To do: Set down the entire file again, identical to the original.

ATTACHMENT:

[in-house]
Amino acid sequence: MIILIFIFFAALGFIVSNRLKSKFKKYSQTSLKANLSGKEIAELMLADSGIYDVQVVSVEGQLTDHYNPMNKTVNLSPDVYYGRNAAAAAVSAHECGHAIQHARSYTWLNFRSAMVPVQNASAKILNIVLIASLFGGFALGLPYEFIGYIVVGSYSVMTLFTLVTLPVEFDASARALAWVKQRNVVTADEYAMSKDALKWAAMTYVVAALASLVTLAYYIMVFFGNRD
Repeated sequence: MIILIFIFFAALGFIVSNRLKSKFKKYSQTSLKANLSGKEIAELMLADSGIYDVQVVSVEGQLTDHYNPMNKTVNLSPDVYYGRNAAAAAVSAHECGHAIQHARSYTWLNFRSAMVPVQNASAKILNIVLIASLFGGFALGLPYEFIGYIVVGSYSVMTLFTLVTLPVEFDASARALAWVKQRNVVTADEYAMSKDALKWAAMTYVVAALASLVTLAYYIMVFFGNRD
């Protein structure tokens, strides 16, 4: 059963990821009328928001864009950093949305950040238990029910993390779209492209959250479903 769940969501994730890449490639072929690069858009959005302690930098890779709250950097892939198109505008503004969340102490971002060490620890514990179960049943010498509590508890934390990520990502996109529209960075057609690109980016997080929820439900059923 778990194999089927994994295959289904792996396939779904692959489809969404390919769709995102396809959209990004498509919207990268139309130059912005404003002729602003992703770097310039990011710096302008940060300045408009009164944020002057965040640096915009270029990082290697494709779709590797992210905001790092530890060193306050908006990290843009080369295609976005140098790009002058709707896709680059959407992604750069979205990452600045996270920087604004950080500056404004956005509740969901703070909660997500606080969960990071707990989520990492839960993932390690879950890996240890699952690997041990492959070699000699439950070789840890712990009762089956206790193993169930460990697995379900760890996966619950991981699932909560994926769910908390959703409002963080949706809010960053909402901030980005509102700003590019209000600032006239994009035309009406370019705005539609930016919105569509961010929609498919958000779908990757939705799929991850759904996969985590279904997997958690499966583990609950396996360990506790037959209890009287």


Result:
[in-house]
Amino acid sequence: MIILIFIFFAALGFIVSNRLKSKFKKYSQTSLKANLSGKEIAELMLADSGIYDVQVVSVEGQLTDHYNPMNKTVNLSPDVYYGRNAAAAAVSAHECGHAIQHARSYTWLNFRSAMVPVQNASAKILNIVLIASLFGGFALGLPYEFIGYIVVGSYSVMTLFTLVTLPVEFDASARALAWVKQRNVVTADEYAMSKDALKWAAMTYVVAALASLVTLAYYIMVFFGNRD
Repeated sequence: MIILIFIFFAALGFIVSNRLKSKFKKYSQTSLKANLSGKEIAELMLADSGIYDVQVVSVEGQLTDHYNPMNKTVNLSPDVYYGRNAAAAAVSAHECGHAIQHARSYTWLNFRSAMVPVQNASAKILNIVLIASLFGGFALGLPYEFIGYIVVGSYSVMTLFTLVTLPVEFDASARALAWVKQRNVVTADEYAMSKDALKWAAMTYVVAALASLVTLAYYIMVFFGNRD
């Protein structure tokens, strides 16, 4: 059963990821009328928001864009950093949305950040238990029910993390779209492209959250479903 769940969501994730890449490639072929690069858009959005302690930098890779709250950097892939198109505008503004969340102490971002060490620890514990179960049943010498509590508890934390990520990502996109529209960075057609690109980016997080929820439900059923 778990194999089927994994295959289904792996396939779904692959489809969404390919769709995102396809959209990004498509919207990268139309130059912005404003002729602003992703770097310039990011710096302008940060300045408009009164944020002057965040640096915009270029990082290697494709779709590797992210905001790092530890060193306050908006990290843009080369295609976005140098790009002058709707896709680059959407992604750069979205990452600045996270920087604004950080500056404004956005509740969901703070909660997500606080969960990071707990989520990492839960993932390690879950890996240890699952690997041990492959070699000699439950070789840890712990009762089956206790193993169930460990697995379900760890996966619950991981699932909560994926769910908390959703409002963080949706809010960053909402901030980005509102700003590019209000600032006239994009035309009406370019705005539609930016919105569509961010929609498919958000779908990757939705799929991850759904996969985590279904997997958690499966583990609950396996360990506790037959209890009287």